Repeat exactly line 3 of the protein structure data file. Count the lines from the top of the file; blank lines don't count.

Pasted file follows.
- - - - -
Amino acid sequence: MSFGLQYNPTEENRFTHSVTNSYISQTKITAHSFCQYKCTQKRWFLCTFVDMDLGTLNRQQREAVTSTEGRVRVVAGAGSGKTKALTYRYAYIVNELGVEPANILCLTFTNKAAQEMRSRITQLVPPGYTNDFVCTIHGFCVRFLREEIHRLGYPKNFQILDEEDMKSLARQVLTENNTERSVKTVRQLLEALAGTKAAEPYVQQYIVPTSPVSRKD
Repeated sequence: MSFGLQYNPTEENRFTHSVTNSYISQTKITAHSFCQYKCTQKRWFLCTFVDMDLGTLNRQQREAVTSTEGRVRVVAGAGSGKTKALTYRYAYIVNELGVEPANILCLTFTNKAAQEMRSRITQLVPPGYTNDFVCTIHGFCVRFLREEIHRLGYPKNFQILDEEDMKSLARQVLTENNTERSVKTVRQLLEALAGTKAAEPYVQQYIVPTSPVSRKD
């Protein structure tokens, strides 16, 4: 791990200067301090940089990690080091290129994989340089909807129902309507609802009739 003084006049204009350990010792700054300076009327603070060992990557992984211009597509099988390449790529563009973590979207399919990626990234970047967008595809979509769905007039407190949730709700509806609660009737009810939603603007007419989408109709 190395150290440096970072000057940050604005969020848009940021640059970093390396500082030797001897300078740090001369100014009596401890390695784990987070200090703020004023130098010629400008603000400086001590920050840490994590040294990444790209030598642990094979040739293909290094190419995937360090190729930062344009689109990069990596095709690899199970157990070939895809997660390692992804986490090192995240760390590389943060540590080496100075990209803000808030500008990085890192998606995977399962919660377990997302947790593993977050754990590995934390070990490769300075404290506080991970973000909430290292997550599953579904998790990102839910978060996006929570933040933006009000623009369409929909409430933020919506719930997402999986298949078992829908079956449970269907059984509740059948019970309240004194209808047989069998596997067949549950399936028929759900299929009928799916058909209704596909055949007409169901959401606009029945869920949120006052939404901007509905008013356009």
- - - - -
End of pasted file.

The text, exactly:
């Protein structure tokens, strides 16, 4: 791990200067301090940089990690080091290129994989340089909807129902309507609802009739 003084006049204009350990010792700054300076009327603070060992990557992984211009597509099988390449790529563009973590979207399919990626990234970047967008595809979509769905007039407190949730709700509806609660009737009810939603603007007419989408109709 190395150290440096970072000057940050604005969020848009940021640059970093390396500082030797001897300078740090001369100014009596401890390695784990987070200090703020004023130098010629400008603000400086001590920050840490994590040294990444790209030598642990094979040739293909290094190419995937360090190729930062344009689109990069990596095709690899199970157990070939895809997660390692992804986490090192995240760390590389943060540590080496100075990209803000808030500008990085890192998606995977399962919660377990997302947790593993977050754990590995934390070990490769300075404290506080991970973000909430290292997550599953579904998790990102839910978060996006929570933040933006009000623009369409929909409430933020919506719930997402999986298949078992829908079956449970269907059984509740059948019970309240004194209808047989069998596997067949549950399936028929759900299929009928799916058909209704596909055949007409169901959401606009029945869920949120006052939404901007509905008013356009």